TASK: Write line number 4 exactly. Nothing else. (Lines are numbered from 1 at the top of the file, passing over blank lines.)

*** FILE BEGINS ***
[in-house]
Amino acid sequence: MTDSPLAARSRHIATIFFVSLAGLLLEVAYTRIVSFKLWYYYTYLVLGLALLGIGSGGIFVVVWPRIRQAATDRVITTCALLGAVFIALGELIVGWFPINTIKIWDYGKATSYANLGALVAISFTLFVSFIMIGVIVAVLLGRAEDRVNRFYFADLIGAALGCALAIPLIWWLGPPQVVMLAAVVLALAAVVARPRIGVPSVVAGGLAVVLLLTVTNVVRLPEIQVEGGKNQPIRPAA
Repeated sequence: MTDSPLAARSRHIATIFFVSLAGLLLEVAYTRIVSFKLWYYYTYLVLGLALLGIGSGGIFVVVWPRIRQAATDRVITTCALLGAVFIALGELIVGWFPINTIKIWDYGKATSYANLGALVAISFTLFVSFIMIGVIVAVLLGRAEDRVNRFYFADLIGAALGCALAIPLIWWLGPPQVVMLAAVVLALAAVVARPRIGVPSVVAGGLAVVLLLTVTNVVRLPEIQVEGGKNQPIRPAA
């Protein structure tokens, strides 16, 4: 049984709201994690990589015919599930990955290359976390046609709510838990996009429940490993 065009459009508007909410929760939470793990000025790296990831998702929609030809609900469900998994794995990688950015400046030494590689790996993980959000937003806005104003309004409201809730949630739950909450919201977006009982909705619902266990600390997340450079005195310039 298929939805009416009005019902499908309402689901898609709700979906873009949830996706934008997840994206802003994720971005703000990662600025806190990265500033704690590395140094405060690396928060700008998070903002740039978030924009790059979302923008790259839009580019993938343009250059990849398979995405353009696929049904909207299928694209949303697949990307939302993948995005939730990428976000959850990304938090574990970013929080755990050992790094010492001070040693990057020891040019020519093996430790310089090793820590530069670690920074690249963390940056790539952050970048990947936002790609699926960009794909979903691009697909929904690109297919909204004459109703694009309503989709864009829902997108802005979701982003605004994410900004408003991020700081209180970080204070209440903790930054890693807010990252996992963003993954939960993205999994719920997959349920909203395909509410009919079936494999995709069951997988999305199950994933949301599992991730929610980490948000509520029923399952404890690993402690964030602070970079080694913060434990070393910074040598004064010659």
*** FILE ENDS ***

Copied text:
């Protein structure tokens, strides 16, 4: 049984709201994690990589015919599930990955290359976390046609709510838990996009429940490993 065009459009508007909410929760939470793990000025790296990831998702929609030809609900469900998994794995990688950015400046030494590689790996993980959000937003806005104003309004409201809730949630739950909450919201977006009982909705619902266990600390997340450079005195310039 298929939805009416009005019902499908309402689901898609709700979906873009949830996706934008997840994206802003994720971005703000990662600025806190990265500033704690590395140094405060690396928060700008998070903002740039978030924009790059979302923008790259839009580019993938343009250059990849398979995405353009696929049904909207299928694209949303697949990307939302993948995005939730990428976000959850990304938090574990970013929080755990050992790094010492001070040693990057020891040019020519093996430790310089090793820590530069670690920074690249963390940056790539952050970048990947936002790609699926960009794909979903691009697909929904690109297919909204004459109703694009309503989709864009829902997108802005979701982003605004994410900004408003991020700081209180970080204070209440903790930054890693807010990252996992963003993954939960993205999994719920997959349920909203395909509410009919079936494999995709069951997988999305199950994933949301599992991730929610980490948000509520029923399952404890690993402690964030602070970079080694913060434990070393910074040598004064010659």